Announcing Stack Overflow Documentation

We started with Q&A. Technical documentation is next, and we need your help.

Whether you're a beginner or an experienced developer, you can contribute.

Sign up and start helping → Learn more about Documentation →

I have a main view which has a UISlider on it.

From the main view I add a subview using:

gameView *myViewController = [[gameView alloc] initWithNibName:@"gameView" bundle:nil];
[self.view addSubview:myViewController.view];

The subview is created on top of the main view.

When I remove the sub view using:

[self.view removeFromSuperview];

the main view underneath becomes visible.

I want to be able to update the value of the UISlider on the main view, from the sub view, before I call [self.view removeFromSuperview]

Is it possible?

Basically the question can be generalized to how to update an IBOutlet on the main view from the sub view.

Help is greatly appreciated. Many thanks!

share|improve this question

Yes, it's possible.

And there's a few ways to do this. Here's how I would do it:

First, make your parent view controller's UISlider a property that can be accessed by other objects.

Secondly, give your gameView object an instance variable that you'll link to the parent view (let's call it id savedParent;)

Then, before you do removeFromSuperview, you can simply do something like:

ParentViewController * parentVC = (ParentViewController *) savedParent;
    // some float value of whatever you want to set the slider value to
    parentVC.slider.value = 0.5f; 

Also, why are you instantiating a whole View Controller object (gameView) if you simply want to add a subview? When you do your removeFromSubview call, the view gets removed but your gameView view controller isn't released (and might even be getting lost & leaked in memory, leading to a crash). If you want to do a subview, subclass UIView. If you want to push a new view controller, push the whole controller (and not just the view it contains).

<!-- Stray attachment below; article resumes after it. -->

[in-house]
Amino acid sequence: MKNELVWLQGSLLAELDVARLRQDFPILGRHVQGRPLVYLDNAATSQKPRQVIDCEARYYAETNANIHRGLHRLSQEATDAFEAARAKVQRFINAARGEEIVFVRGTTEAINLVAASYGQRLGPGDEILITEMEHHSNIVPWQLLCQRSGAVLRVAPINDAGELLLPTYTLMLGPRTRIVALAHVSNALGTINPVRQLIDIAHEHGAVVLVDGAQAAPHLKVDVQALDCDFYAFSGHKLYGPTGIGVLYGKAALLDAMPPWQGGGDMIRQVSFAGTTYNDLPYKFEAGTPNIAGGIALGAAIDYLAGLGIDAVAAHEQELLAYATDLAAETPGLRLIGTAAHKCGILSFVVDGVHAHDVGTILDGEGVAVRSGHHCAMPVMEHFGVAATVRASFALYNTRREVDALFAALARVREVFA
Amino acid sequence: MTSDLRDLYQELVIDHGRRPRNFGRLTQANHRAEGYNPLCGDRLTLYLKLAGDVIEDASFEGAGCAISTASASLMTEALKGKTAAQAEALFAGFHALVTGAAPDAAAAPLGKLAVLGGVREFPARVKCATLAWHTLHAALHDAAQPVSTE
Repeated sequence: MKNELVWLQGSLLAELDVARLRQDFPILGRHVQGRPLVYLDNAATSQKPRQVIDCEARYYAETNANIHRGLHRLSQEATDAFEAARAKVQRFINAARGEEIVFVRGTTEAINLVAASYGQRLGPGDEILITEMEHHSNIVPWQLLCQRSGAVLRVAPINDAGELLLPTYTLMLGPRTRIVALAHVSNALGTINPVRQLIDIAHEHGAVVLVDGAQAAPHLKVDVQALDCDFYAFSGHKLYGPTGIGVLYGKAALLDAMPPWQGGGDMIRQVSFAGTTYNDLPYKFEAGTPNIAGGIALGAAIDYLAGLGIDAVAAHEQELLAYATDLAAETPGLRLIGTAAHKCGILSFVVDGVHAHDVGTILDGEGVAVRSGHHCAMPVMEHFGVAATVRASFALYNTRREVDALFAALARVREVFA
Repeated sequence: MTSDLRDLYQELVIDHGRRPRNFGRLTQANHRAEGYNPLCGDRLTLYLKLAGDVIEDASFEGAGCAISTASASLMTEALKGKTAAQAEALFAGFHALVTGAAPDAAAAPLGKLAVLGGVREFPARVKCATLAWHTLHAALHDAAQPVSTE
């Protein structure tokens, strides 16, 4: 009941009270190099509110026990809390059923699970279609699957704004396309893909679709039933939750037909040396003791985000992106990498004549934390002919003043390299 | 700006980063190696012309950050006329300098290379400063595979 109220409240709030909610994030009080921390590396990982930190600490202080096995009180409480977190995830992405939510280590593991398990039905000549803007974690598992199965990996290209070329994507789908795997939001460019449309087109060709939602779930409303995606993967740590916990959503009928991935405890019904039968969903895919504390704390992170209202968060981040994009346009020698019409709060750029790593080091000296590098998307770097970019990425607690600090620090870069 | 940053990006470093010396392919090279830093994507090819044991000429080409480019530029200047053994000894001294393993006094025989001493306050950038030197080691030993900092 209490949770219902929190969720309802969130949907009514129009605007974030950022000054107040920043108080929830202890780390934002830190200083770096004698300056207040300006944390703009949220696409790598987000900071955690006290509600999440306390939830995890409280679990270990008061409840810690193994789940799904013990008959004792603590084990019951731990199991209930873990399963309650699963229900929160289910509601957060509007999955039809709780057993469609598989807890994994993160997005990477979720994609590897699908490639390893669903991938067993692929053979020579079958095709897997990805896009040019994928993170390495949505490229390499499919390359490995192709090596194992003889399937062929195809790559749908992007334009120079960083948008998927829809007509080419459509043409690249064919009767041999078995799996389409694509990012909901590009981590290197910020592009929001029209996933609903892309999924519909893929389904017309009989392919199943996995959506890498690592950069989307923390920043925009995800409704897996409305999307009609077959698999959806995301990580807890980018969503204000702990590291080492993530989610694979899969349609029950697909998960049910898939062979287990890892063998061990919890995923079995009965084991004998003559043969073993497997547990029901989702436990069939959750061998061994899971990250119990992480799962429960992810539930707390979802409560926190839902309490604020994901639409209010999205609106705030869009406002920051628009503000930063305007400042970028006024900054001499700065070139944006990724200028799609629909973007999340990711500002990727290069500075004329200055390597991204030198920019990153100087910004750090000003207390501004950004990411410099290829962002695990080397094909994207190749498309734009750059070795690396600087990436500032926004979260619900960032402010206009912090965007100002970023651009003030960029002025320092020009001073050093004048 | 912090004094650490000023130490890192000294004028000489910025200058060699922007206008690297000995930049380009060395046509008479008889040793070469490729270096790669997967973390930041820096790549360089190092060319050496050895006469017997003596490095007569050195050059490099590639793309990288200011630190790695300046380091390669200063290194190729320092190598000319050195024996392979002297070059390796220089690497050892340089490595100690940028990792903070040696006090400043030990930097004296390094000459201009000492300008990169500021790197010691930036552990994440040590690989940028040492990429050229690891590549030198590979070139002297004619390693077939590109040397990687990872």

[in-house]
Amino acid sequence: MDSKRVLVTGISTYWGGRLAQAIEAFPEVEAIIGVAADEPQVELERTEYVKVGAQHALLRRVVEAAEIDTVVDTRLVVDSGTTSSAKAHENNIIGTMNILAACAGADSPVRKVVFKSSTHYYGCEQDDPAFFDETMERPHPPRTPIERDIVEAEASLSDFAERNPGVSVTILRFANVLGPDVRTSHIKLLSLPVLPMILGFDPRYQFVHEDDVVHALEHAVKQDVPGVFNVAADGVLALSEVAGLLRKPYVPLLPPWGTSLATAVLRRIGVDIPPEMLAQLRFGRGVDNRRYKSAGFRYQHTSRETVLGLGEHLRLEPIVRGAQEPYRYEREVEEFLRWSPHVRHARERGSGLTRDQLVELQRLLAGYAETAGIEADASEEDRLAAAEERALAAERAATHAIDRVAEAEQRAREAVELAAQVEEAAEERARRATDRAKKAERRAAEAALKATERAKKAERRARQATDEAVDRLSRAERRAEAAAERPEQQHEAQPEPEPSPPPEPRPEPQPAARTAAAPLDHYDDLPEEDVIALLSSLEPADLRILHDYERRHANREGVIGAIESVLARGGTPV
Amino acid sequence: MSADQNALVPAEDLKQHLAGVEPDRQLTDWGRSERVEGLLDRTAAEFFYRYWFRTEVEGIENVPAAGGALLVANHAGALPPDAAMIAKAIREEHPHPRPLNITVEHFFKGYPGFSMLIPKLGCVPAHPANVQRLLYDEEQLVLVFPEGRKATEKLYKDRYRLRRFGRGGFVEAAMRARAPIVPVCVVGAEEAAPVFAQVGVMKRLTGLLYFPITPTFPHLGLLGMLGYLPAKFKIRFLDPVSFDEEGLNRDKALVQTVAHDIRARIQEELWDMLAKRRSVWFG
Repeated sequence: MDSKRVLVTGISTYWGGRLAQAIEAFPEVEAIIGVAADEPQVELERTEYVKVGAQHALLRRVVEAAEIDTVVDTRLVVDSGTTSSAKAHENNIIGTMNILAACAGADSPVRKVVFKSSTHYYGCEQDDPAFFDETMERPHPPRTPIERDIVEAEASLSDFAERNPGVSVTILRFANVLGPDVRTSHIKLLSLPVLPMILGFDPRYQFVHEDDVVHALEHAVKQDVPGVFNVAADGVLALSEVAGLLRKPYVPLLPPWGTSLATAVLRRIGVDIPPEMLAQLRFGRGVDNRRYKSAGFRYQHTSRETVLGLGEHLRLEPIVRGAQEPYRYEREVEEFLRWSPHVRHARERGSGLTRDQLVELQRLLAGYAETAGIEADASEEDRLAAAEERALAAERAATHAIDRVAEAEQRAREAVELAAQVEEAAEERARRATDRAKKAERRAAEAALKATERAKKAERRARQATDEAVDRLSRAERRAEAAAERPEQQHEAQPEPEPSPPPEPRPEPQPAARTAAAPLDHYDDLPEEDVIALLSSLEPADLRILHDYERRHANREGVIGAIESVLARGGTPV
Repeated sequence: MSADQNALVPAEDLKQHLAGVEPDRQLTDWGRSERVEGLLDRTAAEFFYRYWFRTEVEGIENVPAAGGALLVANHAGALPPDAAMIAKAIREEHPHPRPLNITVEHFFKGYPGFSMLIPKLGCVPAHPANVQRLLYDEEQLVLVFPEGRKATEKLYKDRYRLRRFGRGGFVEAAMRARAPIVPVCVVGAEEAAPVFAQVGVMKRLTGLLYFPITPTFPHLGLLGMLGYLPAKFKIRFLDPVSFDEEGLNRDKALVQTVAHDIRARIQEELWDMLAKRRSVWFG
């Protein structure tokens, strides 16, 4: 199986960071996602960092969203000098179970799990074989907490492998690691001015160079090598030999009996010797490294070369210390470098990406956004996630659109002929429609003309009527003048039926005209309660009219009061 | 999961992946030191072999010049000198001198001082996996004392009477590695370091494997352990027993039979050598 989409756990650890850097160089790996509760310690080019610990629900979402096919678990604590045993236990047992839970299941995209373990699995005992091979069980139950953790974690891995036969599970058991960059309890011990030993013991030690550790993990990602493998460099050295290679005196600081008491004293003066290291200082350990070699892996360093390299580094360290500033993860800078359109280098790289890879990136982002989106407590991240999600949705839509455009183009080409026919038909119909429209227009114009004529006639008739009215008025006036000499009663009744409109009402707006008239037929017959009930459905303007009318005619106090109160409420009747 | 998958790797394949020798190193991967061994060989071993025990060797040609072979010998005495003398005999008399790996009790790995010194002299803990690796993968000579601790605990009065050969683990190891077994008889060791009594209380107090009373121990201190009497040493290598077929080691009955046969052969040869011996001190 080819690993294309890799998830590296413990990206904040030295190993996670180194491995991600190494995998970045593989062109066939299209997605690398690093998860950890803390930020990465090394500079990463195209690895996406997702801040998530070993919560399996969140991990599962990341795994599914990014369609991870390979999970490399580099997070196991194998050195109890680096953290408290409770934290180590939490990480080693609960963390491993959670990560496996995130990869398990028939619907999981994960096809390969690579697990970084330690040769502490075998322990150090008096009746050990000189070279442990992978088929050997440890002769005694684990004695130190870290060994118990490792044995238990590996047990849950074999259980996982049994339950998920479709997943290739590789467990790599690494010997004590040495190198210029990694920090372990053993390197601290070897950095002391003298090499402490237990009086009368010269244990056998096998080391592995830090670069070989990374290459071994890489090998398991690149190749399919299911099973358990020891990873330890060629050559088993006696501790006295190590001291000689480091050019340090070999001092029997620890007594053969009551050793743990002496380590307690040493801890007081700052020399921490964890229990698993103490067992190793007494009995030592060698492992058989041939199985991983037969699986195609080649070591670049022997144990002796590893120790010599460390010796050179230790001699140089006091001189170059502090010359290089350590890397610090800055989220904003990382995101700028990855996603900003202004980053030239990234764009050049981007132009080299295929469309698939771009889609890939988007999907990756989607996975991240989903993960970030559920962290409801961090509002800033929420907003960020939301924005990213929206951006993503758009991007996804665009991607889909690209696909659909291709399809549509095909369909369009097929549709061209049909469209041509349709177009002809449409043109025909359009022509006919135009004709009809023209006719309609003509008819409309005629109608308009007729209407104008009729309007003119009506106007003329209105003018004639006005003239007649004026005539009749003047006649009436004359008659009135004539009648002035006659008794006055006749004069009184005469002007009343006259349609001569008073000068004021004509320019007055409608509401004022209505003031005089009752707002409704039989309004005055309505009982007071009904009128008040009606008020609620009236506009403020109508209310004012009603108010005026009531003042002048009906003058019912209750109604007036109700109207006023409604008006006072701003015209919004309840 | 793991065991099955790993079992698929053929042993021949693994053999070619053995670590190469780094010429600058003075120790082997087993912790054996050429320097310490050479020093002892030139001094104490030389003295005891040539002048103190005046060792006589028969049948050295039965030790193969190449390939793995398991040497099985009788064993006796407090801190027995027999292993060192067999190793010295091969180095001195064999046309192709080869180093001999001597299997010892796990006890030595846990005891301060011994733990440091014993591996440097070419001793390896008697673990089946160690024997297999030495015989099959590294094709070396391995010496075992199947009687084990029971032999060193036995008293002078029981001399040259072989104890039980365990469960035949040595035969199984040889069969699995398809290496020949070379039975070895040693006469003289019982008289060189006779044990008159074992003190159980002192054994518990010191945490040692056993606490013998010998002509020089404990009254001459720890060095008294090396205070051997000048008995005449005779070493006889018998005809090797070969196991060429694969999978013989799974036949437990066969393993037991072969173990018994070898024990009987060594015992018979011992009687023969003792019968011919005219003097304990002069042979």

share|improve this answer
Hi @Michael - thanks a lot for the advise not to use another View Controller. I didn't know how to do it, so I followed this video tutorial: youtube.com/watch?v=lzMorvFTHLM&feature=related Now I found one that uses the presentModalViewController here: youtube.com/watch?v=2GeazgOqKJ4 - hopefully that's the right way to do the transition. – user885483 Jan 30 '12 at 12:58
So @Michael - back to my question please: 1. How do I make my UISlider a property that can be accessed by other objects? 2. How do I give my gameView object an instance variable and how do I'll it link to the parent view (let's call it id savedParent;) Sorry about so many / detailed questions. Many thanks! – user885483 Jan 30 '12 at 13:03
this is not working. I've implemented like you said. It doesn't give me any errors, but doesn't update the slider either. Any thoughts? Thanks. – user885483 Feb 11 '12 at 15:18

Here is another way:

I'm not sure what the slider is representing, but you need to create an object that represents this

@interface MyGameThing : NSObject
@property (assign) CGFloat myValue;

@implementation MyGameThing {
   CGFloat *_value;
@synthesize myValue = _myValue;

You then need to pass that object to both of your view controllers (or make it a singleton).

Then, on ParentViewController, in the viewWillAppear, just set the slider to the new value.


(p.s. don't just add view controllers views to the superview, use presentModalViewController / dismissModalViewController or a navigation controller).

share|improve this answer
Hi @dorada - as per my comments above, thanks very much for the advise not to add view controllers. I was just following a video tutorial. I'll try with using the presentModalViewController as advised. Cheers! – user885483 Jan 30 '12 at 13:00
I used this: gameView *myViewController = [[gameView alloc] initWithNibName:@"gameView" bundle:nil]; myViewController.modalTransitionStyle = UIModalTransitionStyleFlipHorizontal; [self presentModalViewController:myViewController animated:YES]; [myViewController release]; it worked very well. I hope that's the right way to do it, isn't it? – user885483 Jan 30 '12 at 14:03

Your Answer


By posting your answer, you agree to the privacy policy and terms of service.

Not the answer you're looking for? Browse other questions tagged or ask your own question.